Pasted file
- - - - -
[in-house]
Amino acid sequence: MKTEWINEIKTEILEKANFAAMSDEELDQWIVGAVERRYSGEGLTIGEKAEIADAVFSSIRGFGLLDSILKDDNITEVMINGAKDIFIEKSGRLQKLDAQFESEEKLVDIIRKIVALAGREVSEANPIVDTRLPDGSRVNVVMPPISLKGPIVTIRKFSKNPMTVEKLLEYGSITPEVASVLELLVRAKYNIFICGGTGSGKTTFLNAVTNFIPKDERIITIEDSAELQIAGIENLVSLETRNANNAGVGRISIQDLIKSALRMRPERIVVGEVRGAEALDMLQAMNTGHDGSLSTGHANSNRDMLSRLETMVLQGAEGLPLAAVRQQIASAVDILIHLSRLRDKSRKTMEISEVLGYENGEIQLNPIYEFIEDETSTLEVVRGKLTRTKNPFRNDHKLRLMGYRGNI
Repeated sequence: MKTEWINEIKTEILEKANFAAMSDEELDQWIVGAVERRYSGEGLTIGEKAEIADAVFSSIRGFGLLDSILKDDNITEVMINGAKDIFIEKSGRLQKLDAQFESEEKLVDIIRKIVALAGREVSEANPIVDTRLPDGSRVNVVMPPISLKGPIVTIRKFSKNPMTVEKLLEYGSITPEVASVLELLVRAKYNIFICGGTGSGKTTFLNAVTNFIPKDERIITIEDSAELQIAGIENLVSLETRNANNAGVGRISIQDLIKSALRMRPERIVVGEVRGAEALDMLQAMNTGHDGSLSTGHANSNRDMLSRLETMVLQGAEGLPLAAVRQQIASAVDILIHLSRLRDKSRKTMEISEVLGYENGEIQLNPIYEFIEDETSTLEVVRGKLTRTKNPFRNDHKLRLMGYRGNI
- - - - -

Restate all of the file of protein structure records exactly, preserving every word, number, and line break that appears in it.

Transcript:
[in-house]
Amino acid sequence: MKTEWINEIKTEILEKANFAAMSDEELDQWIVGAVERRYSGEGLTIGEKAEIADAVFSSIRGFGLLDSILKDDNITEVMINGAKDIFIEKSGRLQKLDAQFESEEKLVDIIRKIVALAGREVSEANPIVDTRLPDGSRVNVVMPPISLKGPIVTIRKFSKNPMTVEKLLEYGSITPEVASVLELLVRAKYNIFICGGTGSGKTTFLNAVTNFIPKDERIITIEDSAELQIAGIENLVSLETRNANNAGVGRISIQDLIKSALRMRPERIVVGEVRGAEALDMLQAMNTGHDGSLSTGHANSNRDMLSRLETMVLQGAEGLPLAAVRQQIASAVDILIHLSRLRDKSRKTMEISEVLGYENGEIQLNPIYEFIEDETSTLEVVRGKLTRTKNPFRNDHKLRLMGYRGNI
Repeated sequence: MKTEWINEIKTEILEKANFAAMSDEELDQWIVGAVERRYSGEGLTIGEKAEIADAVFSSIRGFGLLDSILKDDNITEVMINGAKDIFIEKSGRLQKLDAQFESEEKLVDIIRKIVALAGREVSEANPIVDTRLPDGSRVNVVMPPISLKGPIVTIRKFSKNPMTVEKLLEYGSITPEVASVLELLVRAKYNIFICGGTGSGKTTFLNAVTNFIPKDERIITIEDSAELQIAGIENLVSLETRNANNAGVGRISIQDLIKSALRMRPERIVVGEVRGAEALDMLQAMNTGHDGSLSTGHANSNRDMLSRLETMVLQGAEGLPLAAVRQQIASAVDILIHLSRLRDKSRKTMEISEVLGYENGEIQLNPIYEFIEDETSTLEVVRGKLTRTKNPFRNDHKLRLMGYRGNI